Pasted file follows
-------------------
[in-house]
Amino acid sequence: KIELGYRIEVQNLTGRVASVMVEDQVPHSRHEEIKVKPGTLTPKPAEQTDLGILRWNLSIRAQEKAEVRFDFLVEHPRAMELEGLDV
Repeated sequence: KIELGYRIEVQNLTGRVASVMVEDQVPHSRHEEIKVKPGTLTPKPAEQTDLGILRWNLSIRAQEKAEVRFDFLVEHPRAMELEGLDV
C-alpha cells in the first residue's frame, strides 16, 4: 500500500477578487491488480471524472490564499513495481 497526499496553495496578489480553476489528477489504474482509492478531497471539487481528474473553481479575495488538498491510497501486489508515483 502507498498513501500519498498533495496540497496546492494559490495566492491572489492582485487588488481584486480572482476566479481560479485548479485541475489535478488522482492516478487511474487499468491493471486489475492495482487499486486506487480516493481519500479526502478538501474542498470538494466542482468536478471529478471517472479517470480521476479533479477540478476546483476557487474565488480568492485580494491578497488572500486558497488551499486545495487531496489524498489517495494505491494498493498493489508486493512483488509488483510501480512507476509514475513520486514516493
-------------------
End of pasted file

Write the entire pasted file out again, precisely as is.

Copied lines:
[in-house]
Amino acid sequence: KIELGYRIEVQNLTGRVASVMVEDQVPHSRHEEIKVKPGTLTPKPAEQTDLGILRWNLSIRAQEKAEVRFDFLVEHPRAMELEGLDV
Repeated sequence: KIELGYRIEVQNLTGRVASVMVEDQVPHSRHEEIKVKPGTLTPKPAEQTDLGILRWNLSIRAQEKAEVRFDFLVEHPRAMELEGLDV
C-alpha cells in the first residue's frame, strides 16, 4: 500500500477578487491488480471524472490564499513495481 497526499496553495496578489480553476489528477489504474482509492478531497471539487481528474473553481479575495488538498491510497501486489508515483 502507498498513501500519498498533495496540497496546492494559490495566492491572489492582485487588488481584486480572482476566479481560479485548479485541475489535478488522482492516478487511474487499468491493471486489475492495482487499486486506487480516493481519500479526502478538501474542498470538494466542482468536478471529478471517472479517470480521476479533479477540478476546483476557487474565488480568492485580494491578497488572500486558497488551499486545495487531496489524498489517495494505491494498493498493489508486493512483488509488483510501480512507476509514475513520486514516493